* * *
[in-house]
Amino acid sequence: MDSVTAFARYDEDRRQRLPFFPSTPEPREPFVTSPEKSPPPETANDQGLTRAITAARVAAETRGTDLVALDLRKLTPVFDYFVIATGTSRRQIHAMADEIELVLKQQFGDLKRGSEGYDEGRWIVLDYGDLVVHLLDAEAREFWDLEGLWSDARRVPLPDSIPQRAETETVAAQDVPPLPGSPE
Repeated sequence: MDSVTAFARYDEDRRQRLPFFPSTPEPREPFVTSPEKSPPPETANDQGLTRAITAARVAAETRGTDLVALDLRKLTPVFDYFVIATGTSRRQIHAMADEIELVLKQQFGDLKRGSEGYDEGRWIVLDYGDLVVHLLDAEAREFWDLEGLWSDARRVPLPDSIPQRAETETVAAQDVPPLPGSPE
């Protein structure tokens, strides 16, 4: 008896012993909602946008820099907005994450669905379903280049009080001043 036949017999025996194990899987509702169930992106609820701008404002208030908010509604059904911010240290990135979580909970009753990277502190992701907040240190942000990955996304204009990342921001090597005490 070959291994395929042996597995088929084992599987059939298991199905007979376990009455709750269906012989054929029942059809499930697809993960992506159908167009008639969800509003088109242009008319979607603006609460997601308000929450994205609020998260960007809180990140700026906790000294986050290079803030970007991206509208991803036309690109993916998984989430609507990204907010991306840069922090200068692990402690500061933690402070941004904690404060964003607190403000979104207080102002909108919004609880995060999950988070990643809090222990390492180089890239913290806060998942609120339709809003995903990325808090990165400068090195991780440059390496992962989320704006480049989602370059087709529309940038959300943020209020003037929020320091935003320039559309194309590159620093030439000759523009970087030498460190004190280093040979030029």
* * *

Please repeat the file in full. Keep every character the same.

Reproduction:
[in-house]
Amino acid sequence: MDSVTAFARYDEDRRQRLPFFPSTPEPREPFVTSPEKSPPPETANDQGLTRAITAARVAAETRGTDLVALDLRKLTPVFDYFVIATGTSRRQIHAMADEIELVLKQQFGDLKRGSEGYDEGRWIVLDYGDLVVHLLDAEAREFWDLEGLWSDARRVPLPDSIPQRAETETVAAQDVPPLPGSPE
Repeated sequence: MDSVTAFARYDEDRRQRLPFFPSTPEPREPFVTSPEKSPPPETANDQGLTRAITAARVAAETRGTDLVALDLRKLTPVFDYFVIATGTSRRQIHAMADEIELVLKQQFGDLKRGSEGYDEGRWIVLDYGDLVVHLLDAEAREFWDLEGLWSDARRVPLPDSIPQRAETETVAAQDVPPLPGSPE
């Protein structure tokens, strides 16, 4: 008896012993909602946008820099907005994450669905379903280049009080001043 036949017999025996194990899987509702169930992106609820701008404002208030908010509604059904911010240290990135979580909970009753990277502190992701907040240190942000990955996304204009990342921001090597005490 070959291994395929042996597995088929084992599987059939298991199905007979376990009455709750269906012989054929029942059809499930697809993960992506159908167009008639969800509003088109242009008319979607603006609460997601308000929450994205609020998260960007809180990140700026906790000294986050290079803030970007991206509208991803036309690109993916998984989430609507990204907010991306840069922090200068692990402690500061933690402070941004904690404060964003607190403000979104207080102002909108919004609880995060999950988070990643809090222990390492180089890239913290806060998942609120339709809003995903990325808090990165400068090195991780440059390496992962989320704006480049989602370059087709529309940038959300943020209020003037929020320091935003320039559309194309590159620093030439000759523009970087030498460190004190280093040979030029």